Since 1986, more and more fuel storage pools have approached their maximum holding capacity (Figure 4). By 2017, all but one site (which was constructed with sufficient pool storage capacity to accommodate all of the spent fuel produced during the reactor’s lifetime) will be at capacity, necessitating the greater use of dry storage.
Dry Storage. By the end of 2011, the United States commercial nuclear waste inventory had reached approximately 65,000 metric tons of heavy metal (MTHM). This represents about 224,000 fuel assemblies. Roughly 50,000 MTHM are held in spent fuel pools. The remaining 15,000 MTHM have been placed in casks that are collectively referred to as “dry storage.” Roughly 2,200 MTHM are produced each year by existing nuclear reactors.
In the early 1980s, in response to the overcrowding of storage pools, the nuclear industry began to explore other temporary storage techniques. Spent fuel assemblies that have decayed sufficiently, thereby emitting less heat, can be transferred to dry storage systems consisting either of thick-walled metal casks bolted closed with metallic seals or thin-walled canisters surrounded by a metal or concrete outer shell for shielding. Both casks and canisters are passively cooled by ambient air. To date, utilities have transferred 13,000 MTHM of spent fuel to above-ground dry storage systems.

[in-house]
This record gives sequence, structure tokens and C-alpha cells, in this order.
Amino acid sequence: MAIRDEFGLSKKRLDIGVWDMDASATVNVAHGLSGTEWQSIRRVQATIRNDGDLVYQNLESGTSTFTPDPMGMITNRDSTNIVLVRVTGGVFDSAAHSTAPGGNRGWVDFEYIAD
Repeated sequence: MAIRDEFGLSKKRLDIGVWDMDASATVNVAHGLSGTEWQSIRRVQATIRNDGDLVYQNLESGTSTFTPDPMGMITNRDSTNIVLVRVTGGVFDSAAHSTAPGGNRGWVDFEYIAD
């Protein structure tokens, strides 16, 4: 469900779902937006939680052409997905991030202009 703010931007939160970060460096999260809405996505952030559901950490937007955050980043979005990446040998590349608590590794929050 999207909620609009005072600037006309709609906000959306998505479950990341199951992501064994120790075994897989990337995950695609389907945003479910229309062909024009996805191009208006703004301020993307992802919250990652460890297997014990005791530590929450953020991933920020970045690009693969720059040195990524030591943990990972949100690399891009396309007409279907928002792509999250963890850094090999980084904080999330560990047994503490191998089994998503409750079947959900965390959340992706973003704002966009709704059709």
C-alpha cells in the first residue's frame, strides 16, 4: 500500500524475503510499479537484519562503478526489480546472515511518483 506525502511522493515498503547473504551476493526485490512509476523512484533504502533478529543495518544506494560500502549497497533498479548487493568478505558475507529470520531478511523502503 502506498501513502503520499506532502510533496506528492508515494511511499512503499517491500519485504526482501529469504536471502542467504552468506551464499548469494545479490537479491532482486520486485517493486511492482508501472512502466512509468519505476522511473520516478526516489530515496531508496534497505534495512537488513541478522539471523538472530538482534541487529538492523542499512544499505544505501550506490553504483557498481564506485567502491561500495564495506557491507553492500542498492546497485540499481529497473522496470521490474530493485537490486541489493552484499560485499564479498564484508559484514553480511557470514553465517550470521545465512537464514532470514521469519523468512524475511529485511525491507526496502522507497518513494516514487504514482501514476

Spent fuel canisters are filled with inert helium gas to prevent degradation by oxidation. They are then seal welded and placed in concrete cylinders fitted with inner metal liners (which provide radiation shielding) or in separate metal enclosures.
Canisters loaded with spent fuel are moved to dry-storage facilities, referred to as independent spent fuel storage installations (ISFSIs) on the utilities’ sites. ISFSIs are large, parking-lot-type concrete pads surrounded by protective fencing and under continuous security surveillance.
Typical storage casks can be stored in either vertical or horizontal systems (Figures 5, 6, and 7). Cask systems are popular among reactor operators because of their inherent flexibility. For one thing, they allow for the modular expansion of storage capabilities. For another, licensed “dual-purpose” casks can be used for both storage and transportation of nuclear waste. Some cask vendors have even developed “multiple-purpose containers” they hope will be suitable for storage, transport, and disposal.
Storage-only casks, which are not suitable for transportation, require repackaging prior to shipment. The easiest way to do this is by first placing the casks back into spent fuel pools and transferring the spent fuel from the storage-only canister into a canister suitable for transportation. However, this is not always possible, because some plants, including the spent fuel storage pools, have been decommissioned. Therefore, either alternative dry transfer systems will have to be developed or NRC will have to grant special exemptions for spent fuel in storage-only canisters.